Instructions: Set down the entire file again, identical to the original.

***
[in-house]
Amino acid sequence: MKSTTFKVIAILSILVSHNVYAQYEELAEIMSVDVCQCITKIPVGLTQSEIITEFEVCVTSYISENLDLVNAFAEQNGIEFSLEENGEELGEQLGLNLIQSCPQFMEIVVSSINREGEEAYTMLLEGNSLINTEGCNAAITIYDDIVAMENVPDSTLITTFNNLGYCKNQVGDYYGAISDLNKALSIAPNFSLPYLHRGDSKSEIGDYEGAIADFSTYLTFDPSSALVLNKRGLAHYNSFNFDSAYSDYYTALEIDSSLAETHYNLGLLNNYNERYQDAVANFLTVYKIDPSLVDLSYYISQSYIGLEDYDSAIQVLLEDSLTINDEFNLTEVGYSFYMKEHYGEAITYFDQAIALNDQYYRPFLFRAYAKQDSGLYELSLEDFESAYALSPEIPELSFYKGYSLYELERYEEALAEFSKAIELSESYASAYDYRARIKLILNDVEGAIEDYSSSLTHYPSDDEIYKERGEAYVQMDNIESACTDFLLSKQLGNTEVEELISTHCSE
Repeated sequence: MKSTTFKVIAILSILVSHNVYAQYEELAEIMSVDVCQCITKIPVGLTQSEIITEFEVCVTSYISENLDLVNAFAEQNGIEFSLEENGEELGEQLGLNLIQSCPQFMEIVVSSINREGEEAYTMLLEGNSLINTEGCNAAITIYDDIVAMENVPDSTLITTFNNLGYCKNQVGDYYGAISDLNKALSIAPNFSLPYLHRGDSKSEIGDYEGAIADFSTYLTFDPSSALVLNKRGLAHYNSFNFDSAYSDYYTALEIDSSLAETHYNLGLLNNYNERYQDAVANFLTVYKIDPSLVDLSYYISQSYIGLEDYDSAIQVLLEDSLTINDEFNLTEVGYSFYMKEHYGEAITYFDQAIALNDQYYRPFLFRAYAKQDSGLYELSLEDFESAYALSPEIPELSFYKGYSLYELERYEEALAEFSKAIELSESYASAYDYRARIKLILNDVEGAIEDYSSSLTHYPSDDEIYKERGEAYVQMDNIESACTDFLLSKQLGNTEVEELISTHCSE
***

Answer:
[in-house]
Amino acid sequence: MKSTTFKVIAILSILVSHNVYAQYEELAEIMSVDVCQCITKIPVGLTQSEIITEFEVCVTSYISENLDLVNAFAEQNGIEFSLEENGEELGEQLGLNLIQSCPQFMEIVVSSINREGEEAYTMLLEGNSLINTEGCNAAITIYDDIVAMENVPDSTLITTFNNLGYCKNQVGDYYGAISDLNKALSIAPNFSLPYLHRGDSKSEIGDYEGAIADFSTYLTFDPSSALVLNKRGLAHYNSFNFDSAYSDYYTALEIDSSLAETHYNLGLLNNYNERYQDAVANFLTVYKIDPSLVDLSYYISQSYIGLEDYDSAIQVLLEDSLTINDEFNLTEVGYSFYMKEHYGEAITYFDQAIALNDQYYRPFLFRAYAKQDSGLYELSLEDFESAYALSPEIPELSFYKGYSLYELERYEEALAEFSKAIELSESYASAYDYRARIKLILNDVEGAIEDYSSSLTHYPSDDEIYKERGEAYVQMDNIESACTDFLLSKQLGNTEVEELISTHCSE
Repeated sequence: MKSTTFKVIAILSILVSHNVYAQYEELAEIMSVDVCQCITKIPVGLTQSEIITEFEVCVTSYISENLDLVNAFAEQNGIEFSLEENGEELGEQLGLNLIQSCPQFMEIVVSSINREGEEAYTMLLEGNSLINTEGCNAAITIYDDIVAMENVPDSTLITTFNNLGYCKNQVGDYYGAISDLNKALSIAPNFSLPYLHRGDSKSEIGDYEGAIADFSTYLTFDPSSALVLNKRGLAHYNSFNFDSAYSDYYTALEIDSSLAETHYNLGLLNNYNERYQDAVANFLTVYKIDPSLVDLSYYISQSYIGLEDYDSAIQVLLEDSLTINDEFNLTEVGYSFYMKEHYGEAITYFDQAIALNDQYYRPFLFRAYAKQDSGLYELSLEDFESAYALSPEIPELSFYKGYSLYELERYEEALAEFSKAIELSESYASAYDYRARIKLILNDVEGAIEDYSSSLTHYPSDDEIYKERGEAYVQMDNIESACTDFLLSKQLGNTEVEELISTHCSE